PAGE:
There's more than meets the eye in a child's stamp collection, vegetable garden or hand-sewn sports bag. Activities that children pursue just for fun can:
Hobbies that fascinate and keep a child busy don't seem like work, but many hobbies require categorizing and organizing things, following directions, reading, writing and even doing research. Because the activity is the child's choice, he has built-in motivation to improve these skills - the same skills critical to school performance. When children are interested and motivated, they are fast learners.
Learning first-hand about the link between work and money can be another payoff for a child who pursues a hobby -- if parents play it right. Some hobbies, such as sketching, require little investment; but others, such as fishing or model railroading, can be started with a modest outlay of cash and become progressively more expensive. Parents should not buy everything children want right away, but bankroll just enough equipment or materials to get them started. Then, if they become more committed to the hobby, parents can help them find ways to budget their allowance or earn money with which to buy that special fishing lure or another hundred feet of railroad track.
Giving children the opportunity to work to save money for something they really want teaches a basic economic lesson, but requires some restraint on the parent's part. These days, when parents often have more money than time and use money to save themselves time, it's difficult not to do the same with children's activities.
Another reason parents shouldn't invest too heavily in their children's hobbies is because it makes it harder for them to allow children to give up a hobby in which they've lost interest. It's easier for parents to support children who change their minds if much of the outlay of time and money is the child's. And, despite the parents' interests or the financial investment, children should be able to try out different things, learn what they like and dislike, refine their own tastes and ultimately develop confidence in choosing their own interests.
Hobbies that are truly satisfying to children are those in which they've invested time and effort. Seeing a collection grow, catching that long-sought fish or carrying a tennis racket and balls in a bag they sewed, brings a feeling of solid accomplishment that only comes from hard work. Such achievement does much to strengthen a child's perseverance in facing other demanding tasks in school and at home.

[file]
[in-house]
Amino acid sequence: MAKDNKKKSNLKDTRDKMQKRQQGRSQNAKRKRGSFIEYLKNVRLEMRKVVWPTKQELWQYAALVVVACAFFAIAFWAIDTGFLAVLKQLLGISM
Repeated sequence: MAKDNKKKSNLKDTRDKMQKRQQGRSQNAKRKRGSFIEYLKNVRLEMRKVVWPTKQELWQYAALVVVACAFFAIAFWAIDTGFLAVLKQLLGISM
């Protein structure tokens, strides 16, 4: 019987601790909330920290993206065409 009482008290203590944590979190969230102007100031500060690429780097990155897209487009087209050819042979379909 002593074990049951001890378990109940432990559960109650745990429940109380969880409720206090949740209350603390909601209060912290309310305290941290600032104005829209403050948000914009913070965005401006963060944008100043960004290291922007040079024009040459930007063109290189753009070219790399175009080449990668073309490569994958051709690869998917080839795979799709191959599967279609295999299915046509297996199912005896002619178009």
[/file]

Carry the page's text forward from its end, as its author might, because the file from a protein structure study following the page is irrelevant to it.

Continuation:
Parents can encourage children to pursue hobbies by listening for clues as to what they might be interested in, then supporting that interest at each child's own pace. Offer your own expertise and support, but watch out for the temptation to identify too much with what your child is doing. Even if you enjoy the same hobby, children's success or failure is their own - not yours!
Especially with two parents working outside the home, everything they do with children tends to get accelerated by the limited time they have. Remember that children benefit only when they can pursue an interest at their own pace; keep the learning process as the priority. Set aside some time when children can move along as they choose and not be programmed or pushed. Within that time, even if it's only 15 minutes, show your genuine interest by giving your child your undivided attention.
One of the best things about a hobby is sharing it. Almost all hobbies provide a shareable accomplishment for a child. Joining a club where other children have the same interest gives them the enjoyment of learning more about it and teaching others what they know.
4-H clubs are ideal places to share a hobby with others or take up a new one. A sampling of club activities includes archery, model airplane building, horseback riding, photography, doll making, computers, electronics, nature study collections, fishing, sewing and fiber crafts, puppetry, cooking, dog obedience training and gardening. For more information on 4-H programs in your area, contact your county Cornell Cooperative Extension office.
Source: Sue West, Department of Human Development and Family Studies, New York State College of Human Ecology, Cornell University. Parent Pages was developed by Cornell Cooperative Extension of Suffolk County. HD 48
Last updated July 13, 2015